STEPHEN HAWKING: I believe there are no questions that science can’t answer about a physical universe. Although we don’t yet have the full understanding of the laws of nature, I think we will eventually find a complete unified theory. Some people would claim that things like love, joy and beauty belong to a different category from science and can’t be described in scientific terms, but I think they can now be explained by the theory of evolution.

FLATOW: We asked him another question – and I think this gave us a really interesting answer. We asked him if you were to start your career over again now, starting now, what would you study and why?

HAWKING: If I were starting research now, I might study molecular biology, the science of life. Crick and Watson discovered the double helix structure of DNA and the genetic code in 1953. I did not realize its significance in 1957 when I had to choose a science to specialize in. In my school, the brightest boys did math and physics, the less bright did physics and chemistry and the least bright did biology. I wanted to do math and physics but my father made me do chemistry because he thought there would be no jobs for mathematicians.

FLATOW: And finally we asked him what scientific question outside of physics most intrigues you?

HAWKING: The biggest unsolved problem in science, outside physics, is the origin of life. Did it arrive spontaneously on Earth, and if so how, or did it come from another planet on a meteorite?

Read more at http://www.npr.org/2013/09/13/222101247/stephen-hawking-looks-back?sc=tw

Can Whales See the Stars?

Digital Illustration: Arlene O'Reilly

Digital Illustration: Arlene O’Reilly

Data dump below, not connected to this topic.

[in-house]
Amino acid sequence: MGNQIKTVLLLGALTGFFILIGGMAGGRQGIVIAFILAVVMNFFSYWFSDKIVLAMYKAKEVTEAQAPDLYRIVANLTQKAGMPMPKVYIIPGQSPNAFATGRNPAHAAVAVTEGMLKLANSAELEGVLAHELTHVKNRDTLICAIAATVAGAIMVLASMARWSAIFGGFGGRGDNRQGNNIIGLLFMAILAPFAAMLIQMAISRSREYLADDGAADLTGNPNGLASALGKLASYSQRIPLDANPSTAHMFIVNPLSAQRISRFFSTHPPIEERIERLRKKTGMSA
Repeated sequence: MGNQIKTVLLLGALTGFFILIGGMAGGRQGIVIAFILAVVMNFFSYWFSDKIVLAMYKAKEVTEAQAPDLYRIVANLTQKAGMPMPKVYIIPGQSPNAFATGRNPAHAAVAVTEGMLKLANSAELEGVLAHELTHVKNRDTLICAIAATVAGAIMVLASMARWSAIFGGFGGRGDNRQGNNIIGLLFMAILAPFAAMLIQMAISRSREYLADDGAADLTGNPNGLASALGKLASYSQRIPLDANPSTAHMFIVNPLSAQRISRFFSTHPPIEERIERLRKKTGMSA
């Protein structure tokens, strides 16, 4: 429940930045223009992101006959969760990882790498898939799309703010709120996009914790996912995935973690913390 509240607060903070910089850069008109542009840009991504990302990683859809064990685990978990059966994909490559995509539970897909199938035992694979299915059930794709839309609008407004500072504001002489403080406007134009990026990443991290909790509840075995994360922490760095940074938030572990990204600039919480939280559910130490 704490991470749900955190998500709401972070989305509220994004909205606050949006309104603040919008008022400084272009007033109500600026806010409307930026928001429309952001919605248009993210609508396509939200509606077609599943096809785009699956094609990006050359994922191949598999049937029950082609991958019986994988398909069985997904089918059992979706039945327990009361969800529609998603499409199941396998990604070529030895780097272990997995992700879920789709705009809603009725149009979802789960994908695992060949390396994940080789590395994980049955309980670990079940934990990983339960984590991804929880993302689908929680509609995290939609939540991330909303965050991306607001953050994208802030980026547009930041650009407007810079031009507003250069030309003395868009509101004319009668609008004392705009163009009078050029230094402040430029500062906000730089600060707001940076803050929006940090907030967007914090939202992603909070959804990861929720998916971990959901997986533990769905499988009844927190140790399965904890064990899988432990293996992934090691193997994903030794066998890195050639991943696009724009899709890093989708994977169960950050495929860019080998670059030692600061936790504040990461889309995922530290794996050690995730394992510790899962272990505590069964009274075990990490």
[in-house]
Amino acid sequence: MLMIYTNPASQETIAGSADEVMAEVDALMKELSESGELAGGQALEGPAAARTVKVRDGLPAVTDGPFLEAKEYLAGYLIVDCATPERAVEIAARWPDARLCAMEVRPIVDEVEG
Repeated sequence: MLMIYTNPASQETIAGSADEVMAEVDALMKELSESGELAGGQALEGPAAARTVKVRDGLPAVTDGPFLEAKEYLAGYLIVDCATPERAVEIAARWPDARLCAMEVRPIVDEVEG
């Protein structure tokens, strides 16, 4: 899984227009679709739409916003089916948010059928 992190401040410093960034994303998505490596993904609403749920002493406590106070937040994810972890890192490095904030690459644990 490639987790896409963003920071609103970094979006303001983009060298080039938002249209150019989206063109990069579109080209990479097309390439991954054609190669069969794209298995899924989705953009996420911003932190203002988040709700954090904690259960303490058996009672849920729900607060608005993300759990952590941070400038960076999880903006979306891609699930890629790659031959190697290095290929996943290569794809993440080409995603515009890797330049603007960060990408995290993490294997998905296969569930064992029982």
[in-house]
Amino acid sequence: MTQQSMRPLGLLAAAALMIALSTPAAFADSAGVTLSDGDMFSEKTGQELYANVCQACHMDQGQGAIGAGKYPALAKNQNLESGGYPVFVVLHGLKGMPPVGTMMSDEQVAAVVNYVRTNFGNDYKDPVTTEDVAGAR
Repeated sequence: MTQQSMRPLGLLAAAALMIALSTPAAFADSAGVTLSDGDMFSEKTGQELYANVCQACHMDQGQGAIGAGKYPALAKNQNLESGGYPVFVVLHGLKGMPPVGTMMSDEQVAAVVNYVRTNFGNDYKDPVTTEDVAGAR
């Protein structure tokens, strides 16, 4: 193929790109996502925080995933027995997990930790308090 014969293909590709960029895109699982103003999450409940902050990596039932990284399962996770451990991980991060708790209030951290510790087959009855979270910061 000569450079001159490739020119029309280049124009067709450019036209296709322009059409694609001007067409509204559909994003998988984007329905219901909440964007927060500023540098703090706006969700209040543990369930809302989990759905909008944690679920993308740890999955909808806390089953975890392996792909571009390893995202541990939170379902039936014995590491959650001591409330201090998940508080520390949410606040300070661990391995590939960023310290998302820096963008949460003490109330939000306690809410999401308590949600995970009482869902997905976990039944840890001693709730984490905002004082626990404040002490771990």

Michael J. West
In Moby Dick, Herman Melville wondered how – or what – whales see with eyes on opposite sides of their heads. “It is plain that he can never see an object which is exactly ahead… Is his brain so much more comprehensive, combining and subtle than man’s that he can at the same moment of time attentively examine two distinct prospects, one on one side of him, and the other in an exactly opposite direction?” he asked. It’s a good question. But if Melville were alive today he might have pondered something perhaps even more intriguing: Can whales see the stars?

Two years ago, a team led by Professor Travis Horton of the University of Canterbury in New Zealand published the most detailed study ever of the migration patterns of whales.
Using satellites, they tracked the movements of South Atlantic humpback whales over eight years.
To their surprise, the researchers found that the whales followed almost perfectly straight paths across thousands of miles of open sea, often deviating by less than one degree.
Ocean currents, storms, and varying seafloor depths – nothing seemed to knock the whales off course.
But how can humpbacks follow such straight trajectories with no landmarks to guide their way across the vast featureless seascape?

Scientists have known for decades that migrating animals use a variety of sensory cues to orient themselves, including our planet’s magnetic field and the sun’s position in the sky.
Yet the precision of the whales’ routes seems difficult to explain with those mechanisms alone.
Horton and his research team concluded, “It seems unlikely that individual magnetic and solar orientation cues can, in isolation, explain the extreme navigational precision achieved by humpback whales,” speculating that “alternative mechanisms of migratory orientation” might be at work.
An exciting – but still unproven – possibility is that whales use the stars to chart
their oceanic voyages….

…Read more at http://arxiv.org/ftp/arxiv/papers/1309/1309.2722.pdf